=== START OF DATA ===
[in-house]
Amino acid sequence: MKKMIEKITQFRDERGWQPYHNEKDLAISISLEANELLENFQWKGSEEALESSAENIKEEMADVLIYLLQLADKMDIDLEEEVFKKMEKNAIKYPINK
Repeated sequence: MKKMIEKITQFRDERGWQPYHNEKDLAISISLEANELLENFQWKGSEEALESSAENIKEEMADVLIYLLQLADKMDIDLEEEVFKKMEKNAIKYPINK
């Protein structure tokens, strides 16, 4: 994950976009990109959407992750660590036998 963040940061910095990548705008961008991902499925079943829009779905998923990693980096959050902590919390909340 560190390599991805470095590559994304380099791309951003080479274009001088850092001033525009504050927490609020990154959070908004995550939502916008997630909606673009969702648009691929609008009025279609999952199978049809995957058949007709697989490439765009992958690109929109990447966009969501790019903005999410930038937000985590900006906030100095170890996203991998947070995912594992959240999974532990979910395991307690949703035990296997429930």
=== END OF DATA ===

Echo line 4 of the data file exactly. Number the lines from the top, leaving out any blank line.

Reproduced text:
């Protein structure tokens, strides 16, 4: 994950976009990109959407992750660590036998 963040940061910095990548705008961008991902499925079943829009779905998923990693980096959050902590919390909340 560190390599991805470095590559994304380099791309951003080479274009001088850092001033525009504050927490609020990154959070908004995550939502916008997630909606673009969702648009691929609008009025279609999952199978049809995957058949007709697989490439765009992958690109929109990447966009969501790019903005999410930038937000985590900006906030100095170890996203991998947070995912594992959240999974532990979910395991307690949703035990296997429930």